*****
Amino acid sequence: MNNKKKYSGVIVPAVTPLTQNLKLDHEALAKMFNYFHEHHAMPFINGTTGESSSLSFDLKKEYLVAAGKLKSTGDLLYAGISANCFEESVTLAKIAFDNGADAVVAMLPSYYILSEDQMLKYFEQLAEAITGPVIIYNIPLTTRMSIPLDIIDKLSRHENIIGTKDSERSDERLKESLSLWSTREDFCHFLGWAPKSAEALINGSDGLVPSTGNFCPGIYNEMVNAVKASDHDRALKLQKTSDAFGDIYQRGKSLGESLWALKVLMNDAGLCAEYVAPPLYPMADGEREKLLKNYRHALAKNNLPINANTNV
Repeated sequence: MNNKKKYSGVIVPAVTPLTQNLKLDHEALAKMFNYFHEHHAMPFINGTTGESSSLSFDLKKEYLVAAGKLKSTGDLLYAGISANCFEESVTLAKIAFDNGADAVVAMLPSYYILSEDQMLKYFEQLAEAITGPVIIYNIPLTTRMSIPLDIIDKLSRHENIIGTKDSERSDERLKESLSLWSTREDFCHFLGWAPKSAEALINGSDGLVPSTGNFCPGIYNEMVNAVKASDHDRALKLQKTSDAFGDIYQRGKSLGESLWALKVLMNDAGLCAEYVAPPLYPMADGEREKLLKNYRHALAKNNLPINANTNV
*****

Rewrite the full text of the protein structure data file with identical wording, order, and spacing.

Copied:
Amino acid sequence: MNNKKKYSGVIVPAVTPLTQNLKLDHEALAKMFNYFHEHHAMPFINGTTGESSSLSFDLKKEYLVAAGKLKSTGDLLYAGISANCFEESVTLAKIAFDNGADAVVAMLPSYYILSEDQMLKYFEQLAEAITGPVIIYNIPLTTRMSIPLDIIDKLSRHENIIGTKDSERSDERLKESLSLWSTREDFCHFLGWAPKSAEALINGSDGLVPSTGNFCPGIYNEMVNAVKASDHDRALKLQKTSDAFGDIYQRGKSLGESLWALKVLMNDAGLCAEYVAPPLYPMADGEREKLLKNYRHALAKNNLPINANTNV
Repeated sequence: MNNKKKYSGVIVPAVTPLTQNLKLDHEALAKMFNYFHEHHAMPFINGTTGESSSLSFDLKKEYLVAAGKLKSTGDLLYAGISANCFEESVTLAKIAFDNGADAVVAMLPSYYILSEDQMLKYFEQLAEAITGPVIIYNIPLTTRMSIPLDIIDKLSRHENIIGTKDSERSDERLKESLSLWSTREDFCHFLGWAPKSAEALINGSDGLVPSTGNFCPGIYNEMVNAVKASDHDRALKLQKTSDAFGDIYQRGKSLGESLWALKVLMNDAGLCAEYVAPPLYPMADGEREKLLKNYRHALAKNNLPINANTNV